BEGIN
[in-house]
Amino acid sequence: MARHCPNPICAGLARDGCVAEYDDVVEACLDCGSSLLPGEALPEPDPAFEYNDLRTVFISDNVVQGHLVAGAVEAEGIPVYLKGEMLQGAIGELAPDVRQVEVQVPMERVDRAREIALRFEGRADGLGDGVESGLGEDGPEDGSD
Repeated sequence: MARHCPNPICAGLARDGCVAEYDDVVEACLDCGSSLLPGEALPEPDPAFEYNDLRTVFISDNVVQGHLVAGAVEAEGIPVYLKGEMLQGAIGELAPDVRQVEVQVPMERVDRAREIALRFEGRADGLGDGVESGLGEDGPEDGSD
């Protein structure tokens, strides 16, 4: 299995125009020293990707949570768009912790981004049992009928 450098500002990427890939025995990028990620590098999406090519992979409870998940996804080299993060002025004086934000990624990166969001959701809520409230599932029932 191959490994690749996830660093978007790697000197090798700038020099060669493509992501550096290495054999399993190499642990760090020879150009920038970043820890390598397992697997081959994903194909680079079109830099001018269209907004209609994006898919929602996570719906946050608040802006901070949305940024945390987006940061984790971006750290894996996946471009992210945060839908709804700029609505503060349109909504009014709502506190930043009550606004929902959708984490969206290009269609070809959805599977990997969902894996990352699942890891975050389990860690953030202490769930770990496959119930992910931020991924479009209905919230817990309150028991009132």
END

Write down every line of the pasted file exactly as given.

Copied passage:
[in-house]
Amino acid sequence: MARHCPNPICAGLARDGCVAEYDDVVEACLDCGSSLLPGEALPEPDPAFEYNDLRTVFISDNVVQGHLVAGAVEAEGIPVYLKGEMLQGAIGELAPDVRQVEVQVPMERVDRAREIALRFEGRADGLGDGVESGLGEDGPEDGSD
Repeated sequence: MARHCPNPICAGLARDGCVAEYDDVVEACLDCGSSLLPGEALPEPDPAFEYNDLRTVFISDNVVQGHLVAGAVEAEGIPVYLKGEMLQGAIGELAPDVRQVEVQVPMERVDRAREIALRFEGRADGLGDGVESGLGEDGPEDGSD
């Protein structure tokens, strides 16, 4: 299995125009020293990707949570768009912790981004049992009928 450098500002990427890939025995990028990620590098999406090519992979409870998940996804080299993060002025004086934000990624990166969001959701809520409230599932029932 191959490994690749996830660093978007790697000197090798700038020099060669493509992501550096290495054999399993190499642990760090020879150009920038970043820890390598397992697997081959994903194909680079079109830099001018269209907004209609994006898919929602996570719906946050608040802006901070949305940024945390987006940061984790971006750290894996996946471009992210945060839908709804700029609505503060349109909504009014709502506190930043009550606004929902959708984490969206290009269609070809959805599977990997969902894996990352699942890891975050389990860690953030202490769930770990496959119930992910931020991924479009209905919230817990309150028991009132």